Last week marked the fifth time that the local group ACCESS hosted a national conference highlighting health issues in the Arab-American community.
Judging from the attendance and the breadth of topics at the Dearborn Inn, we'd say the event also highlighted the extent to which ACCESS has gained the attention of the entire Arab world.
With a $17.5 million budget in 2007, ACCESS (Arab Community Center for Economic and Social Services) provides medical care, social services, employment training and family counseling, and supports the Arab American National Museum. About 70 percent of ACCESS clients are Arab-American, and most have incomes less than $20,000.
At the group's first health conference a decade ago, only about 40 people showed up. Over the course of two days they mostly talked about diabetes, a disease that a disproportionately high number of people of Arab descent have, and mental health, a topic barely addressed in the Middle East or among Arab-American populations at the time, says Hassan Jaber, executive director of ACCESS.
Last week, about 450 people from all over the world spent four days in Dearborn covering dozens of topics. Full-day sessions were dedicated to HIV and AIDS, domestic violence, mental health and cancer — all somewhat "taboo" discussions in more traditional Middle Eastern culture.
"Things are moving forward," Jaber says. "There is a positive role we can play with the relationship between the United States and the people of the United States and the Arab World and the people of the Arab World."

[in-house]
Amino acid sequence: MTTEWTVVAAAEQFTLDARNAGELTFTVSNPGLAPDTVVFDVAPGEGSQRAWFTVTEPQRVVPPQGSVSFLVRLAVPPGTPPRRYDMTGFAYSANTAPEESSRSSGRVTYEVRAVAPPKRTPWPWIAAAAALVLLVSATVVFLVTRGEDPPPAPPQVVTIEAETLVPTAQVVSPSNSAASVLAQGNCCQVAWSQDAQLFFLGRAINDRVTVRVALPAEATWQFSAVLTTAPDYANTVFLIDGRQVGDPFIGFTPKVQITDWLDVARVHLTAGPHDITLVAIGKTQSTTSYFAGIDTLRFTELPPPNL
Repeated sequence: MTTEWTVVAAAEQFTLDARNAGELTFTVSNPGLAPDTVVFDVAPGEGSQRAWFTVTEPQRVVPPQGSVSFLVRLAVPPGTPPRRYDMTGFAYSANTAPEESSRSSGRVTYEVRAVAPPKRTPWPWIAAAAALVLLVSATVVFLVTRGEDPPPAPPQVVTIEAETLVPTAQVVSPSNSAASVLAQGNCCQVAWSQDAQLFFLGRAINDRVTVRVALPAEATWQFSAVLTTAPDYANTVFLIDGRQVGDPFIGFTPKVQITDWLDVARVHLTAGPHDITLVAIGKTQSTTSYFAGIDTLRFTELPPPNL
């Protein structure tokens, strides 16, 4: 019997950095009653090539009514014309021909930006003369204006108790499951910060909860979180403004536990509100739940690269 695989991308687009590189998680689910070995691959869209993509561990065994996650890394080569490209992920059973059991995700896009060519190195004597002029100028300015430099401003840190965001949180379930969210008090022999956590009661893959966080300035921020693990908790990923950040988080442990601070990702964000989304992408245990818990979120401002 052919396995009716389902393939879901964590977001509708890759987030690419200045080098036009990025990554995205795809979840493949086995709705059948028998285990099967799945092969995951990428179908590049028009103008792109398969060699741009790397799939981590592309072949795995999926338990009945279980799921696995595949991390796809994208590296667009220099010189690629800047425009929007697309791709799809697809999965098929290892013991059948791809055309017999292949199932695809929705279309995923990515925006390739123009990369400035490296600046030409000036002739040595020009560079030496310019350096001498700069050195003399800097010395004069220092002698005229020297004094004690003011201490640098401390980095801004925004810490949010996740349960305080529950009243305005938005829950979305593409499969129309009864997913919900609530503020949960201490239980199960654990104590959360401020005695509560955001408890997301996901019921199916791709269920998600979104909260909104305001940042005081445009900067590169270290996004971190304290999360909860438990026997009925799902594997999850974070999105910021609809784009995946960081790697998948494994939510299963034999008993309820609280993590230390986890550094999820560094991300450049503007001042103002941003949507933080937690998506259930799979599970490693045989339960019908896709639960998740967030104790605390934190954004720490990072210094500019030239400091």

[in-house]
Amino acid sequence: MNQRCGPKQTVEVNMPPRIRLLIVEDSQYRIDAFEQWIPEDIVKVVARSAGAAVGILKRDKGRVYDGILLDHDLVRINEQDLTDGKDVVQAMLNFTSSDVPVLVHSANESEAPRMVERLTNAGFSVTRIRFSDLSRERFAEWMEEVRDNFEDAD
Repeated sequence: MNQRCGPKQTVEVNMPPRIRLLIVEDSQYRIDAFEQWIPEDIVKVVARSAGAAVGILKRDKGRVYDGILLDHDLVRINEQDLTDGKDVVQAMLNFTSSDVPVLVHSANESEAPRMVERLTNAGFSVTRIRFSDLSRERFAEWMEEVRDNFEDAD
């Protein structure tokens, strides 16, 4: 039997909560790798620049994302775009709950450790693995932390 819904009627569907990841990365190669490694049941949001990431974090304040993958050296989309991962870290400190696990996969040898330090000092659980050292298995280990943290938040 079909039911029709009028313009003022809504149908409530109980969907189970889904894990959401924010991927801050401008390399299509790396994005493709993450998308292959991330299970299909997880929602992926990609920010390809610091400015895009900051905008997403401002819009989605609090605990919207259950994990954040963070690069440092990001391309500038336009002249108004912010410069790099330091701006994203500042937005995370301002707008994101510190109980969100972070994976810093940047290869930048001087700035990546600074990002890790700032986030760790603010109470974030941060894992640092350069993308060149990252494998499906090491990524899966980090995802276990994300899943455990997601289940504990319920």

Mona Amer, an assistant professor of psychology at American University in Cairo, was a graduate student in Toledo when she attended previous conferences. "It's great to see how it's grown and flourished," she says. And the gathering meets a need for information, research, collaboration and networking for people who work with Arab populations anywhere in the world and can't find enough or appropriate information, research, studies and recommendations.
Rawan Arar, a graduate student in women's and gender studies at the University of Texas, says the conference helped her gain some contacts in the Middle East and some ideas for the thesis research she'll do there next year.
"It was an incredible conference," she says. "In Texas, I just don't have this. It's been eye-opening."News Hits is edited by Curt Guyette. Contact him at 313-202-8004 or [email protected]